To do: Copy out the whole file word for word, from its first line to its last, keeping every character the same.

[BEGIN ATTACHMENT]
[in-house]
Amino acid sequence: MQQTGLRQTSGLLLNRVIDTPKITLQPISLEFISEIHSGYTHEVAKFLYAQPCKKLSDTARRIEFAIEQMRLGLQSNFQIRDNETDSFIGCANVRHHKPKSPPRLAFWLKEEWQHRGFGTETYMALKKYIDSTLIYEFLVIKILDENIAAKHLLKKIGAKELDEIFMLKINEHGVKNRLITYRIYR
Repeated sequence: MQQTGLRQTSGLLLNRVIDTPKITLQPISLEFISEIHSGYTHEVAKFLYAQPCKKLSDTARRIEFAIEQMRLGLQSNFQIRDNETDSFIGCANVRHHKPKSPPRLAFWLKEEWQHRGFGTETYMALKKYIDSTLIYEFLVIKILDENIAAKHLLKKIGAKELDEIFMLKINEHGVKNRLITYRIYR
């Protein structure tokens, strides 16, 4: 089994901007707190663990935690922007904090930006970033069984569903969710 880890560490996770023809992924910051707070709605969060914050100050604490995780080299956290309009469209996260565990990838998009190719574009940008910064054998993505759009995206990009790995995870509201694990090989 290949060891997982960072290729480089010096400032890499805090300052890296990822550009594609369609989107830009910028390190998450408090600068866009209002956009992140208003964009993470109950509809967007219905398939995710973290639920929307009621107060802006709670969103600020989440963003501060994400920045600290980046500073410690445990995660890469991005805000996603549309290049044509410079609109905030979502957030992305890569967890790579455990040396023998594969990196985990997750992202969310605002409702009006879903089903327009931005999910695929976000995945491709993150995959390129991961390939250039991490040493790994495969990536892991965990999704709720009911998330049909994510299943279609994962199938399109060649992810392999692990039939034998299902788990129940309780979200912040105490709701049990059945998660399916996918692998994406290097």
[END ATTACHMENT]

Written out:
[in-house]
Amino acid sequence: MQQTGLRQTSGLLLNRVIDTPKITLQPISLEFISEIHSGYTHEVAKFLYAQPCKKLSDTARRIEFAIEQMRLGLQSNFQIRDNETDSFIGCANVRHHKPKSPPRLAFWLKEEWQHRGFGTETYMALKKYIDSTLIYEFLVIKILDENIAAKHLLKKIGAKELDEIFMLKINEHGVKNRLITYRIYR
Repeated sequence: MQQTGLRQTSGLLLNRVIDTPKITLQPISLEFISEIHSGYTHEVAKFLYAQPCKKLSDTARRIEFAIEQMRLGLQSNFQIRDNETDSFIGCANVRHHKPKSPPRLAFWLKEEWQHRGFGTETYMALKKYIDSTLIYEFLVIKILDENIAAKHLLKKIGAKELDEIFMLKINEHGVKNRLITYRIYR
């Protein structure tokens, strides 16, 4: 089994901007707190663990935690922007904090930006970033069984569903969710 880890560490996770023809992924910051707070709605969060914050100050604490995780080299956290309009469209996260565990990838998009190719574009940008910064054998993505759009995206990009790995995870509201694990090989 290949060891997982960072290729480089010096400032890499805090300052890296990822550009594609369609989107830009910028390190998450408090600068866009209002956009992140208003964009993470109950509809967007219905398939995710973290639920929307009621107060802006709670969103600020989440963003501060994400920045600290980046500073410690445990995660890469991005805000996603549309290049044509410079609109905030979502957030992305890569967890790579455990040396023998594969990196985990997750992202969310605002409702009006879903089903327009931005999910695929976000995945491709993150995959390129991961390939250039991490040493790994495969990536892991965990999704709720009911998330049909994510299943279609994962199938399109060649992810392999692990039939034998299902788990129940309780979200912040105490709701049990059945998660399916996918692998994406290097």